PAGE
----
The FPS training team is working closely with industry and Federal partners in an effort to further standardize the PSO training screening station related training. For example, our trainers work with the U.S. Marshals Service and Transportation Security Administration trainers to incorporate best practices into the base X-Ray, Magnetometer and Hand Held Metal Detector training. Additionally, FPS is working closely with the National Association of Security Companies to develop a National Lesson Plan for PSOs that will establish a basic and national training program for all PSOs; this is important to ensure standards are consistent across the nation. These efforts will further standardize training PSOs receive and will provide for a great capability to validate training and facilitate rapid adjustments to training to account for changes in threat and technological advancements.
FPS is committed to ensuring high performance of its contracted PSO workforce. FPS Law Enforcement personnel conduct PSO post inspections and integrated covert test activities to monitor vendor compliance and countermeasure effectiveness. Additionally, vendor files are audited periodically to validate that PSO certifications and training records reflect compliance with contract requirements. In Fiscal Year 2013, FPS conducted 54,830 PSO post inspections and 17,500 PSO personnel file audits.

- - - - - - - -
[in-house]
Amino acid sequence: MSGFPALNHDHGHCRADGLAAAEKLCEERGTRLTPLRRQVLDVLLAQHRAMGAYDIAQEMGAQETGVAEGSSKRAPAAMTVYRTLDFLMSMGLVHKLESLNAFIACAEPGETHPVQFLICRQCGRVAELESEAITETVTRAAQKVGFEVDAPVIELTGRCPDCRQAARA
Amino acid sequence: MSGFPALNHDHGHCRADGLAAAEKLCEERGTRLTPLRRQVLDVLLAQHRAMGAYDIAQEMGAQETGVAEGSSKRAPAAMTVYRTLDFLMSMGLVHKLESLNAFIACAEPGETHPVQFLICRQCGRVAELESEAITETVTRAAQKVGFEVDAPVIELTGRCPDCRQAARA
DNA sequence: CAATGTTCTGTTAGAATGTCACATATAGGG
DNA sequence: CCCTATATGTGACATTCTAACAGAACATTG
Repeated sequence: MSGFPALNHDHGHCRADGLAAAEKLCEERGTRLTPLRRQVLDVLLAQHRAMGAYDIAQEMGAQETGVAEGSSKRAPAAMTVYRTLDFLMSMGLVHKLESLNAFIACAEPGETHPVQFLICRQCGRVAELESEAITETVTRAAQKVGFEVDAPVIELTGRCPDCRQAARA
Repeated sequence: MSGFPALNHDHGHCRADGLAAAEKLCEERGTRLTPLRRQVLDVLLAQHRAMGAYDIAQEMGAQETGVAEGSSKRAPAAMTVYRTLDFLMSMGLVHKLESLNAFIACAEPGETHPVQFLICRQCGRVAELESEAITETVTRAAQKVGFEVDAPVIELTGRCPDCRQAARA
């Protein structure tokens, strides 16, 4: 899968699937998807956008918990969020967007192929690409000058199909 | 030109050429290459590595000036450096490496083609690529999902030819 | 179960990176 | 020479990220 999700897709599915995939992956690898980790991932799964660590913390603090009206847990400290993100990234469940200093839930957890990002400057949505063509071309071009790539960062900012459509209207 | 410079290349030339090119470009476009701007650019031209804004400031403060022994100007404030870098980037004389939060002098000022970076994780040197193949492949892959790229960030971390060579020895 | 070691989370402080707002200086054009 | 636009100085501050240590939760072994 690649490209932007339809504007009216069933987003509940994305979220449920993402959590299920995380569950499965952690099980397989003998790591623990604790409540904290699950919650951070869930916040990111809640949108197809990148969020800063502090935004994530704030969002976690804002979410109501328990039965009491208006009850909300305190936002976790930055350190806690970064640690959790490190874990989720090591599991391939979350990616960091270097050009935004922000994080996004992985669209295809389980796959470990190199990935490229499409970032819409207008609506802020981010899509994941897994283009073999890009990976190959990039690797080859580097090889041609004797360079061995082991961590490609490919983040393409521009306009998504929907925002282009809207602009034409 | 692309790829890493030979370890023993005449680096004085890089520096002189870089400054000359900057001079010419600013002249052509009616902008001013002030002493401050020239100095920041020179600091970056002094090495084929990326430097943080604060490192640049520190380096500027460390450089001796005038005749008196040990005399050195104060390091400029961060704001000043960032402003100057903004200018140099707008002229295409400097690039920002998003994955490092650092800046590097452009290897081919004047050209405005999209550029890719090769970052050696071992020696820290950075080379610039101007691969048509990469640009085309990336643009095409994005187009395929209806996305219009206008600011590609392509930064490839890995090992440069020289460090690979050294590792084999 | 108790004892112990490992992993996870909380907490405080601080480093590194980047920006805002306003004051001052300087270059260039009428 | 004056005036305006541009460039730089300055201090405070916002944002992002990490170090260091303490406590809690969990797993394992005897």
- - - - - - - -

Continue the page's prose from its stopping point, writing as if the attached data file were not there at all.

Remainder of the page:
In addition, and in accordance with procurement regulation and policy, contract deficiencies and performance issues are documented in the annual Contractor Performance Assessment Report. FPS Headquarters and regional leadership are provided with regular reports to maintain visibility on the status of these important assessments that are also used by Agency source selection officials in the procurement process when awarding new PSO contracts.
As members of the Committee may be aware, the GAO has, in the past, raised some concerns regarding FPS’s handling of PSO training and oversight. FPS has taken significant steps to improve oversight of PSO contracts. For example, FPS is currently hiring 39 additional Contracting Officer Representatives in order to improve oversight of vendor contract compliance. FPS has also drafted and implemented an enhanced policy for FPS PSO performance monitoring, security force management, and contractor management functions. Among other improvements, this standardizes nationally the methods and frequencies of PSO post inspections and audits of contractor files.
Due in part to these actions, FPS has made significant progress toward closing GAO and OIG recommendations pertaining to oversight. Since 2011, FPS has successfully closed thirteen GAO and four OIG recommendations and has submitted closure documentation for nine additional recommendations. Of these, two were successfully closed and seven are pending GAO's internal review for closure.
Law Enforcement Personnel